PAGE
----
Macbeth review at Tobacco Factory Bristol
Bristol’s acclaimed Shakespeare at the Tobacco Factory Company has entered the most important phase yet in its five-year life with a compelling account of the tearing apart of a heroic soldier and his loving wife, not by ambition, but by their deliberate choice of evil means to a selfish end.
Director Andrew Hilton expressed some nervousness beforehand at being booked for a five-week run this autumn at the Barbican, without the London management seeing what they were buying. His company’s envious reputation for uncluttered playing remains intact, however, and he need have no concern over filling a small part of the large hole left by the departure for the Royal Shakespeare Company.
Hilton sees Macbeth as the tragedy of a man destroying his own humanity, achieving neither joy nor contentment from the temporary triumph of evil. This particular battle against tyranny is given a universal flavour, while the fine ensemble playing the 18-strong cast is decorated by several surging performances.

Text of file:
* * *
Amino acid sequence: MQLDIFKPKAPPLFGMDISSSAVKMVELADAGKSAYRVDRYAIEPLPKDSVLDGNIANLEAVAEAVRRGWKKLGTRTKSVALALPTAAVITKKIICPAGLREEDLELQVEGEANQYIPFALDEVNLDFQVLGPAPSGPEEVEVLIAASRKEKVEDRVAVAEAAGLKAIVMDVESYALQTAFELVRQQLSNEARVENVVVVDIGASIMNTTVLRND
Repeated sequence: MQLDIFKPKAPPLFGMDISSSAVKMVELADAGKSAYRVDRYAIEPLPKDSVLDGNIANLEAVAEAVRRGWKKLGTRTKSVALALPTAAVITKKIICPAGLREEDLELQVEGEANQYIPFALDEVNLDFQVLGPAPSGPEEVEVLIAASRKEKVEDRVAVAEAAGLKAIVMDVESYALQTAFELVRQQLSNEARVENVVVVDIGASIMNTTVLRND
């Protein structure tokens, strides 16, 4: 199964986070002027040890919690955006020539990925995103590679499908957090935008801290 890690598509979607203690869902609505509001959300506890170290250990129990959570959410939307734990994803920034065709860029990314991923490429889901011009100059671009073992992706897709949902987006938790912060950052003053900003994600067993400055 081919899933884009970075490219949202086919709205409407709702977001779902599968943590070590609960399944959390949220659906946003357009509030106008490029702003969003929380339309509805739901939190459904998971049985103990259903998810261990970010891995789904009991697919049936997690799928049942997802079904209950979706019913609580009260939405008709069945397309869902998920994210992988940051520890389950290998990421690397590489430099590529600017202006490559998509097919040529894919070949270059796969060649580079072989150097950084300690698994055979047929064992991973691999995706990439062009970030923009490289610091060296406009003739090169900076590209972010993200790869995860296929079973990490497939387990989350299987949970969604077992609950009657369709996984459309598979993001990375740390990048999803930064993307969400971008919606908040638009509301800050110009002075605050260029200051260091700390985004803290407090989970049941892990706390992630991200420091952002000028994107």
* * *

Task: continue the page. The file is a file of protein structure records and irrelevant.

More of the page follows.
In the title role, Gyuri Sarossy grows in physical power as his moral structure disintegrates, while Zoe Aldrich’s tortured Lady Macbeth is not naturally cruel or blood-thirsty but totally determined to seize the day and accept the consequences. Rupert Ward-Lewis (Banquo) and Jonathan Nibbs (Macduff) are quietly spoken representatives of the all-important forces for good, while Tom Espiner’s Malcolm finds first dignity and then the necessary steel to overcome brute force.
Tobacco Factory, Bristol, February 6 – April 22
- William Shakespeare
- Andrew Hilton
- Shakespeare at the Tobacco Factory Company
- Cast includes
- Zoe Aldrich, Tom Espiner, Gyuri Sarossy, Jonathan Nibbs, Rupert Ward-Lewis, Roland Oliver
- Running Time
- 2hrs 35mins
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